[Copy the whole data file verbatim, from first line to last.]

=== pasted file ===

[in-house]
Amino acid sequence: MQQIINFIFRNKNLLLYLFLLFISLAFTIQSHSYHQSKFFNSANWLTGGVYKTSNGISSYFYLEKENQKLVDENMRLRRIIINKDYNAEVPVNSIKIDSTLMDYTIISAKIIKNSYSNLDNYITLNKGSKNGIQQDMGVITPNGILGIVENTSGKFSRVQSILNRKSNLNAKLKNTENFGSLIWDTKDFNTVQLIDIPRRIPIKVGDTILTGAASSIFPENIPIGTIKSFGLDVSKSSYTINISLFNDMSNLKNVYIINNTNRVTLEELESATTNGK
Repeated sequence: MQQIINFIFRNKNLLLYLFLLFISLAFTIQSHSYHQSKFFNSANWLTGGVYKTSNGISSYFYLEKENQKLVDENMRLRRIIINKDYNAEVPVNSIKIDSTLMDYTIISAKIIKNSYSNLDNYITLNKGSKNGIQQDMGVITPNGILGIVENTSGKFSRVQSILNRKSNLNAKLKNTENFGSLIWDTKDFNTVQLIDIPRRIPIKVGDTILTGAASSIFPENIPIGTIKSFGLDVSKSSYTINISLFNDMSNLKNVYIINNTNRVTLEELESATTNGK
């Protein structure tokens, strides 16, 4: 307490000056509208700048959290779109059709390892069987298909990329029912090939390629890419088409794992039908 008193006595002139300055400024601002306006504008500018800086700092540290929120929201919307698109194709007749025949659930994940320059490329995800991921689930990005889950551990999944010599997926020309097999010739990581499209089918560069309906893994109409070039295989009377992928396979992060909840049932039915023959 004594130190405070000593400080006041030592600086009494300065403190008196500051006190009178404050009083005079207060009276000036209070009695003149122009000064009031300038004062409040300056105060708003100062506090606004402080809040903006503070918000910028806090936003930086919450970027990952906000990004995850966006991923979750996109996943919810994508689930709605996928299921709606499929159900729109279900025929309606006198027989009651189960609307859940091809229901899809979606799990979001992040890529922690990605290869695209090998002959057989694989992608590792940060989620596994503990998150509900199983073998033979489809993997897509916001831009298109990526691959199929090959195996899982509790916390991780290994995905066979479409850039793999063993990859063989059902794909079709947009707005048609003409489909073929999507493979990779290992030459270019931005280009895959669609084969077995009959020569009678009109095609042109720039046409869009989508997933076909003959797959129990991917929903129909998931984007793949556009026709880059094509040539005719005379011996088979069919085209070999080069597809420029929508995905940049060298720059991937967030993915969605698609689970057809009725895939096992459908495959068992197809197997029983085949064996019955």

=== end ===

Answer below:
[in-house]
Amino acid sequence: MQQIINFIFRNKNLLLYLFLLFISLAFTIQSHSYHQSKFFNSANWLTGGVYKTSNGISSYFYLEKENQKLVDENMRLRRIIINKDYNAEVPVNSIKIDSTLMDYTIISAKIIKNSYSNLDNYITLNKGSKNGIQQDMGVITPNGILGIVENTSGKFSRVQSILNRKSNLNAKLKNTENFGSLIWDTKDFNTVQLIDIPRRIPIKVGDTILTGAASSIFPENIPIGTIKSFGLDVSKSSYTINISLFNDMSNLKNVYIINNTNRVTLEELESATTNGK
Repeated sequence: MQQIINFIFRNKNLLLYLFLLFISLAFTIQSHSYHQSKFFNSANWLTGGVYKTSNGISSYFYLEKENQKLVDENMRLRRIIINKDYNAEVPVNSIKIDSTLMDYTIISAKIIKNSYSNLDNYITLNKGSKNGIQQDMGVITPNGILGIVENTSGKFSRVQSILNRKSNLNAKLKNTENFGSLIWDTKDFNTVQLIDIPRRIPIKVGDTILTGAASSIFPENIPIGTIKSFGLDVSKSSYTINISLFNDMSNLKNVYIINNTNRVTLEELESATTNGK
């Protein structure tokens, strides 16, 4: 307490000056509208700048959290779109059709390892069987298909990329029912090939390629890419088409794992039908 008193006595002139300055400024601002306006504008500018800086700092540290929120929201919307698109194709007749025949659930994940320059490329995800991921689930990005889950551990999944010599997926020309097999010739990581499209089918560069309906893994109409070039295989009377992928396979992060909840049932039915023959 004594130190405070000593400080006041030592600086009494300065403190008196500051006190009178404050009083005079207060009276000036209070009695003149122009000064009031300038004062409040300056105060708003100062506090606004402080809040903006503070918000910028806090936003930086919450970027990952906000990004995850966006991923979750996109996943919810994508689930709605996928299921709606499929159900729109279900025929309606006198027989009651189960609307859940091809229901899809979606799990979001992040890529922690990605290869695209090998002959057989694989992608590792940060989620596994503990998150509900199983073998033979489809993997897509916001831009298109990526691959199929090959195996899982509790916390991780290994995905066979479409850039793999063993990859063989059902794909079709947009707005048609003409489909073929999507493979990779290992030459270019931005280009895959669609084969077995009959020569009678009109095609042109720039046409869009989508997933076909003959797959129990991917929903129909998931984007793949556009026709880059094509040539005719005379011996088979069919085209070999080069597809420029929508995905940049060298720059991937967030993915969605698609689970057809009725895939096992459908495959068992197809197997029983085949064996019955």